This book has a really fresh feel to it. It is exciting, energetic and just down right brilliant. I find I can sometimes get a bit lost when reading written fight scenes but in this book there was absolutely no chance of that happening. They’re written really clearly and are very engaging – the author has martial arts experience and this shines through in the writing. The characters leap off the page, they’re well imagined and feel very real. There’s plenty of diversity represented within this book, many of the characters are from different ethnic backgrounds.

I absolutely loved this book, my only sadness was that it had to end. I think I could have read about Jade for a lot longer!

Shadowboxer is published by Ravenstone in the UK from 9th October 2014. Whilst I was provided with a review copy of the book all of the opinions expressed are my own.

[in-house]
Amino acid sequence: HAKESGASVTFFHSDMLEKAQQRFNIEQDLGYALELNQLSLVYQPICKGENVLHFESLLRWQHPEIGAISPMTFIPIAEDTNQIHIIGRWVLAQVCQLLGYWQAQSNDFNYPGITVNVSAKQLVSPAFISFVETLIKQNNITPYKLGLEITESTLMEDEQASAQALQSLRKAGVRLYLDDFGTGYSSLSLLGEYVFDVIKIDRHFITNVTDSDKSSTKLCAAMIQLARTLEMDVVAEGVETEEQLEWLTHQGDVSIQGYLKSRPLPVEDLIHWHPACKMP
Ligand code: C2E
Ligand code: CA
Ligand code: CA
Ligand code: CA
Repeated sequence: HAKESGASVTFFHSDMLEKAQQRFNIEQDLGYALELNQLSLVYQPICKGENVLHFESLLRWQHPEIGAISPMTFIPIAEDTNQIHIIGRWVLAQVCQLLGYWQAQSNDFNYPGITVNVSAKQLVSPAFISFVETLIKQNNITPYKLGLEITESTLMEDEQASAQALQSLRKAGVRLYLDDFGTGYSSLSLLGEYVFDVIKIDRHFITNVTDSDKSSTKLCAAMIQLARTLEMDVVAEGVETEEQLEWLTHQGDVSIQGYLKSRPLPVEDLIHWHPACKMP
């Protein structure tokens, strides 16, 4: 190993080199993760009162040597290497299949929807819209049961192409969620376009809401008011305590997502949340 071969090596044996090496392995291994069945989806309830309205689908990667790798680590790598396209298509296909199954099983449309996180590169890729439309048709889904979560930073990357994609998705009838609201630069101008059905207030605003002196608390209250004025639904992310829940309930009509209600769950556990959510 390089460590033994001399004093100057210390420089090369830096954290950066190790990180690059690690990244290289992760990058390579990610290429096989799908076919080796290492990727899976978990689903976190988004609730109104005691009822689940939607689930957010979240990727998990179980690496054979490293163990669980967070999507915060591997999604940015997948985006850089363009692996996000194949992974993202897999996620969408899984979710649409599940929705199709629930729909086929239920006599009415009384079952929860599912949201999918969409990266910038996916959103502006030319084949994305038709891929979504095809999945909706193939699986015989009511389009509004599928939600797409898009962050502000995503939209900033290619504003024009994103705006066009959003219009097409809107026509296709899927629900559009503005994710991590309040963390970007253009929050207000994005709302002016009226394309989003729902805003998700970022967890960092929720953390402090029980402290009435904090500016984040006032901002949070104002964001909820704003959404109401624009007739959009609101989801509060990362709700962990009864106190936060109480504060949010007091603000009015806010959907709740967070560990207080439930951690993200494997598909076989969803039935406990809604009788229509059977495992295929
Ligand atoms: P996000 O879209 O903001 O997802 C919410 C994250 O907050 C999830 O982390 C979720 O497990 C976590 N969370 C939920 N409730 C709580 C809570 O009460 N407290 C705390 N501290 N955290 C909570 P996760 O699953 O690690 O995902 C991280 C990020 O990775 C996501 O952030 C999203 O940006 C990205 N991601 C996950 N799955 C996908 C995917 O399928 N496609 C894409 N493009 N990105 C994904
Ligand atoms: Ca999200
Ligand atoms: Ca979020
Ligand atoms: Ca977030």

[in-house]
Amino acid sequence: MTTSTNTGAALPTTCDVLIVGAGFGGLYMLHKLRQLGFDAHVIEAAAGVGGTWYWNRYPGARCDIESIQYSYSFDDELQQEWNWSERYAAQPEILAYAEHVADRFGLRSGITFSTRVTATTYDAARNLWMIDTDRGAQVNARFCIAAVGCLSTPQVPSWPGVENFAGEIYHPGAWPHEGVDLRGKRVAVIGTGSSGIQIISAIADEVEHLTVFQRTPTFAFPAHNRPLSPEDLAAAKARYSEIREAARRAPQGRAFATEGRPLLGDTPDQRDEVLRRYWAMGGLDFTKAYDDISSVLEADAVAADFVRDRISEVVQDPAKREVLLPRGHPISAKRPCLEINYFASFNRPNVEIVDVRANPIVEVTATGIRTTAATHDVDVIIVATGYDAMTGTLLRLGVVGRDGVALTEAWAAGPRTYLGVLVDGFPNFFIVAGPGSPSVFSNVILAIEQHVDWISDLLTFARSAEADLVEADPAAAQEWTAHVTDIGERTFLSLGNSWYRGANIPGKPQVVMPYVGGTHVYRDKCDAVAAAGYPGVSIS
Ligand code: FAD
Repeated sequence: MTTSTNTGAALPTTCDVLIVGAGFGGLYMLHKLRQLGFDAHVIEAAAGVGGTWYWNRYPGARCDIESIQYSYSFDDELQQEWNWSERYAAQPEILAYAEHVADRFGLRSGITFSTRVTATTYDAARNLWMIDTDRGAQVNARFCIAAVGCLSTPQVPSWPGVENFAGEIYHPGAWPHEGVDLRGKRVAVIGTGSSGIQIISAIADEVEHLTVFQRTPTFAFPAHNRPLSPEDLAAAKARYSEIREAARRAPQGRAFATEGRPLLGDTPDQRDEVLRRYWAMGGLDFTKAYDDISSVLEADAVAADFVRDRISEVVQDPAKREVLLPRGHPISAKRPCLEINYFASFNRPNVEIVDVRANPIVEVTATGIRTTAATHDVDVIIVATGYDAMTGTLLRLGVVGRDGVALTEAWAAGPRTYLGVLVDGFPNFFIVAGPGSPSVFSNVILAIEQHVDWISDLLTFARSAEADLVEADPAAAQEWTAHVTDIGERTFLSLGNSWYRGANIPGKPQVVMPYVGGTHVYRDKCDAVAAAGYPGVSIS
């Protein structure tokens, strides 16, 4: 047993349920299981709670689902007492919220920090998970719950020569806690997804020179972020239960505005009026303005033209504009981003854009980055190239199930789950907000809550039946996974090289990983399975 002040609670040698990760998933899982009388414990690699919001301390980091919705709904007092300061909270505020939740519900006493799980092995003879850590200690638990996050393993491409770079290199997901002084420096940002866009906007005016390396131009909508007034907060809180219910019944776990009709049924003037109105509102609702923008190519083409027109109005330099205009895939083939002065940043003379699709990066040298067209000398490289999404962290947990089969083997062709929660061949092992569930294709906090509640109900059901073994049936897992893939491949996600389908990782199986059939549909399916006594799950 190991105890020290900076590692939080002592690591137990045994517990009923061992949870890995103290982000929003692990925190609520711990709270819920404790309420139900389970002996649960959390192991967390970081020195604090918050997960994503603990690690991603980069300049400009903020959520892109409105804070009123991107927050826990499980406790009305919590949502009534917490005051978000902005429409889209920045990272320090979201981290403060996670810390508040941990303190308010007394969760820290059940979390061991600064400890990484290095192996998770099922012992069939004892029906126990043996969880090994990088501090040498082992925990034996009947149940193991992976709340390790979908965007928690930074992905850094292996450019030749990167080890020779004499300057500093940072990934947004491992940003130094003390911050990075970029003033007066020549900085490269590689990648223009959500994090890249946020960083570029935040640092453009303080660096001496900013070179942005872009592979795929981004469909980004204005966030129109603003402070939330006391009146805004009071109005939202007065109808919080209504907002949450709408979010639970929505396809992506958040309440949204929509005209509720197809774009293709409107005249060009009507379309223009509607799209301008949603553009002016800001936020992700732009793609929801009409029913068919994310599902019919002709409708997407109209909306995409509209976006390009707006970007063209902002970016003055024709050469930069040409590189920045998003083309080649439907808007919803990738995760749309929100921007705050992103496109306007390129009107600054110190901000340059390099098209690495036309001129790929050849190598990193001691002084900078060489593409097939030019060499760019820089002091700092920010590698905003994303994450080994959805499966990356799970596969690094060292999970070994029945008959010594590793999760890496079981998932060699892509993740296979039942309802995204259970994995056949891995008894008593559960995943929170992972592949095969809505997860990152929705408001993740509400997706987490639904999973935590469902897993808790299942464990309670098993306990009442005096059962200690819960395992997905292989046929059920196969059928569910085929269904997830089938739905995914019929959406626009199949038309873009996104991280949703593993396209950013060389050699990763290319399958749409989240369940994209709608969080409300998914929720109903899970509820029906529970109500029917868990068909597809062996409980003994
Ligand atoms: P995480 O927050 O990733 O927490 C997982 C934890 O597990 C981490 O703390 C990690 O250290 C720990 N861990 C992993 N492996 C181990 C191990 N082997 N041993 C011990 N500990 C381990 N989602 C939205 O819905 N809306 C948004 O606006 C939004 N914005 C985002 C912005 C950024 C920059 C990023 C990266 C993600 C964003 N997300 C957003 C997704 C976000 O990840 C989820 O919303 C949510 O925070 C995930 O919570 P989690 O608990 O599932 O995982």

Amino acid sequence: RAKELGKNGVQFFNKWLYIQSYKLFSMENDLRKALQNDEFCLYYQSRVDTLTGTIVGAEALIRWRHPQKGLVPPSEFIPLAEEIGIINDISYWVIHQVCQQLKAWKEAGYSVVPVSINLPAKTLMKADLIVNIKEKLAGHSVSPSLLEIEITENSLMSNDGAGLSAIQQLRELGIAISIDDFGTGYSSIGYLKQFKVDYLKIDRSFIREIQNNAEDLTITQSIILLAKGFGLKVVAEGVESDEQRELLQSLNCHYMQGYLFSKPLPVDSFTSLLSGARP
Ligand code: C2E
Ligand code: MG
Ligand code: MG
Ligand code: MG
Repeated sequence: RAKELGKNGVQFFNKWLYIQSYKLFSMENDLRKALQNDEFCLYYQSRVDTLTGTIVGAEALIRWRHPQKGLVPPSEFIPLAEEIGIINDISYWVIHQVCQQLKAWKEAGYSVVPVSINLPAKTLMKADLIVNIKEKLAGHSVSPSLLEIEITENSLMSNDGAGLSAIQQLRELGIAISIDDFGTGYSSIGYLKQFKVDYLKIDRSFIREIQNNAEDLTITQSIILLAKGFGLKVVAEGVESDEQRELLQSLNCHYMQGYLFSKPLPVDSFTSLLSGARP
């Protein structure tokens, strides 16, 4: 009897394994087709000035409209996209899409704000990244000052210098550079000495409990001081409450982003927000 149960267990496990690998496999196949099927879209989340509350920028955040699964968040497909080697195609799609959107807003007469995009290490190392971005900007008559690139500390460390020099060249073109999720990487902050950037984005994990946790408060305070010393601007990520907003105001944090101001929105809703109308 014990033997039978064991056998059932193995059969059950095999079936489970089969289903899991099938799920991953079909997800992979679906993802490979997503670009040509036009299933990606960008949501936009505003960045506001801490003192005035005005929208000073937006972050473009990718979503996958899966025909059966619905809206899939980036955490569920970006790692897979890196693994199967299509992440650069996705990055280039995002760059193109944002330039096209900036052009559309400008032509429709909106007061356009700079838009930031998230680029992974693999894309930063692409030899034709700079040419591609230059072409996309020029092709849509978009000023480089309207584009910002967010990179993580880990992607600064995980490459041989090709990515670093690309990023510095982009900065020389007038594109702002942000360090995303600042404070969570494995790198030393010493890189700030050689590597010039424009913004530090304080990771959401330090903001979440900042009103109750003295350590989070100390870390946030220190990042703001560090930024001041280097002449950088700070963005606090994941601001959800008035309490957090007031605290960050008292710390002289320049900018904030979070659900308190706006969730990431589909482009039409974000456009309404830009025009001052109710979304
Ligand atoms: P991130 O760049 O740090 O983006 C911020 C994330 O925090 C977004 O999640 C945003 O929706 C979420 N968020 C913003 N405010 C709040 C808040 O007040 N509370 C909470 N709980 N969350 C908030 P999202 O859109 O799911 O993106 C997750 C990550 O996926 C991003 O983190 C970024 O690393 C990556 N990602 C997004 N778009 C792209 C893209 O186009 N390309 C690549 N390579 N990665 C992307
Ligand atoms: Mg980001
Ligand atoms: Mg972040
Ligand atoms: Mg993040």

Book Review

Book Review: The Garden of Darkness by Gillian Murray Kendall.

GardenOfDarknessTheir families dead from the pandemic SitkaAZ13, known as Pest, 15-year-old cheerleader Clare and 13-year-old chess club member Jem are thrown together. They realize that, if either of them wishes to reach adulthood, they must find a cure. A shadowy adult broadcasting on the radio to all orphaned children promises just that — to cure children once they grow into Pest, then to feed them and to care for them.

Or does this adult have something else in mind?

Against a hostile landscape of rotting cities and of a countryside infected by corpses and roamed by voracious diseased survivors, Jem and Clare make their bid for life and, with their group of fellow child-travelers growing, embark on a journey to find the cure. But they are hampered by the knowledge that everything in this new child-led world had become suspect — adults, alliances, trust, hope. But perhaps friendship has its own kind of healing power.

I absolutely loved the sound of this book, particularly the mentions in the blurb of friendship and very different teenagers being thrown together in the face of such adversity. I’d not long read a grown up post pandemic novel and loved it (Station Eleven) so was eager to read another such title.